We all know that medieval London was surrounded by great city walls, a lot of which dated from Roman times, and that there was a wide ditch outside the wall, to add to the capital’s defences. It gradually became silted up, and although it was dredged and cleared several times, it was encroached upon by building and eventually disappeared altogether.

In 2015 the ditch was investigated in the area of the street still called Minories, a name received from the Franciscan Abbey of St Clare, where the Minoresses were to be found. The abbey was the resort of many a highborn lady who wished, for various reasons, to retreat from the world. It was not a bare living, by any means, for many of them were in luxury, with their ladies-in-waiting and other necessities. And an occasional man was to live there as well, for instance the abbey’s Great House was the residence of Thomas of Woodstock, Duke of Gloucester, who was murdered in Calais in 1397.

These ruins are of the second incarnation of the abbey, the first having been destroyed by fire in the early 16th century.

The abbey was outside Aldgate, amid a few houses and a lot of farms and fields, and was separated from the city wall by the great ditch. It is here that the archaeological digging and excavations went on. To learn more, go here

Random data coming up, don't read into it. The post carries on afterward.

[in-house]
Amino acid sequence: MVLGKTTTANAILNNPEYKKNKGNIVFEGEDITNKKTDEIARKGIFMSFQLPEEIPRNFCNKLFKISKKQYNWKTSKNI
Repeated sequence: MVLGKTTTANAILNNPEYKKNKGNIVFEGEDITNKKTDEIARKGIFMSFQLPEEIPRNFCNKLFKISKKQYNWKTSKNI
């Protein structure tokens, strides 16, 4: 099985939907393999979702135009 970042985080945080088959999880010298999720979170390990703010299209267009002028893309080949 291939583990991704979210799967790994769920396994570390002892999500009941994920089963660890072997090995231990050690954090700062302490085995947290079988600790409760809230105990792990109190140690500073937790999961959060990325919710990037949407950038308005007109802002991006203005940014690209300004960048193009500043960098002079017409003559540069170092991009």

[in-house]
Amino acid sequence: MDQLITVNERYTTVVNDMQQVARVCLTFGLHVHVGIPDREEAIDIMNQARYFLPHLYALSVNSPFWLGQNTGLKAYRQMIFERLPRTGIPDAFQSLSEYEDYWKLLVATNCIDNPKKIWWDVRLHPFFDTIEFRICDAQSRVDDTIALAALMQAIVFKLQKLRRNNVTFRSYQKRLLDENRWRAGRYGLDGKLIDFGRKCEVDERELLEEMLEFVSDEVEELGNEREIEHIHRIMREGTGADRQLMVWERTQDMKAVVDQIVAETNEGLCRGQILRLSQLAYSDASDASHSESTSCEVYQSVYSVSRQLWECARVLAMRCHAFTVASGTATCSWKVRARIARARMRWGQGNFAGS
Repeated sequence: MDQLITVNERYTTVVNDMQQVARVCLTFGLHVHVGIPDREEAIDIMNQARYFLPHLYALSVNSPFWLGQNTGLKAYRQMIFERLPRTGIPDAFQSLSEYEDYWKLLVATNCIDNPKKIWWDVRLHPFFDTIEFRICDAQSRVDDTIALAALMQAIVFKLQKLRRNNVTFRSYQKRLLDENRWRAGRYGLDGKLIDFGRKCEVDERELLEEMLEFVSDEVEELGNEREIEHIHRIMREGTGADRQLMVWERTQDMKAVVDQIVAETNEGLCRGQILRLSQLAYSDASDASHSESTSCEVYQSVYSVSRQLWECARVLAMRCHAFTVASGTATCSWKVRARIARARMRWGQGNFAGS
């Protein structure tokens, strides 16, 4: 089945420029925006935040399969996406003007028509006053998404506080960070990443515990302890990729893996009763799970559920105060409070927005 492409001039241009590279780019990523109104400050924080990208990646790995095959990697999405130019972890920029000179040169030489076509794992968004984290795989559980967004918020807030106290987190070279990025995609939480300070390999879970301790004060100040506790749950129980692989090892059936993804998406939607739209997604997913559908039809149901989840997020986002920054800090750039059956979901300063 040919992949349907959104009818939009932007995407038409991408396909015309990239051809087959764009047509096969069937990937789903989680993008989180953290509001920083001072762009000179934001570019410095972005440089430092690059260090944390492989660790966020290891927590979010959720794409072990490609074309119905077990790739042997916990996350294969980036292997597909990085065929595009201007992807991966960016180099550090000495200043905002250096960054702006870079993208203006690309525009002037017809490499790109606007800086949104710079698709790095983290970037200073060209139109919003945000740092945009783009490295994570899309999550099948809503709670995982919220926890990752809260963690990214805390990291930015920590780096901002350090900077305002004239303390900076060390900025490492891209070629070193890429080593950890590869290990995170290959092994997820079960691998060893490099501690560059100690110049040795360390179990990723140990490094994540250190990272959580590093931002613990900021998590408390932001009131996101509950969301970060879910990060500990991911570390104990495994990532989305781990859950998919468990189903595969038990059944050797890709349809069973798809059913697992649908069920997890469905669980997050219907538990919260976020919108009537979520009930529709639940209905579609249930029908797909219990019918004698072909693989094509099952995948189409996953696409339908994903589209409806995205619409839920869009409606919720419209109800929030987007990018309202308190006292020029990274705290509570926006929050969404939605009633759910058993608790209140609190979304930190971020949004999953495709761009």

A 17th-century ring found beside Loch Lomond…

Colman ring discovered in mud of Loch Lomond

Yes, 17th century, in spite of this headline elsewhere, it is this to which I am drawing your attention. The headline says the ring is 15th-century, which I suppose it might be, if it was 200 years old when it was lost, but examination seems to confirm that it is 250 years old, and therefore of the 17th century.

The lady who found it was the same one who discovered the gold coin on the battlefield at Bosworth, so she seems to have a magic touch.

The text of the article is as follows:

“An amateur metal detectorist found a 17th-century gold ring in Scotland, believed to have belonged to one of King Charles II’s courtiers, who was gruesomely executed after being framed for treason.

“Edward Colman, who worked for the king, was hung, drawn, and quartered {drawn, hanged and quartered} in 1678 after he was falsely accused of participating in a Catholic plot to kill Charles II. The conspiracy was fabricated by an Anglican minister, Titus Oates, now remembered as “Titus the Liar.”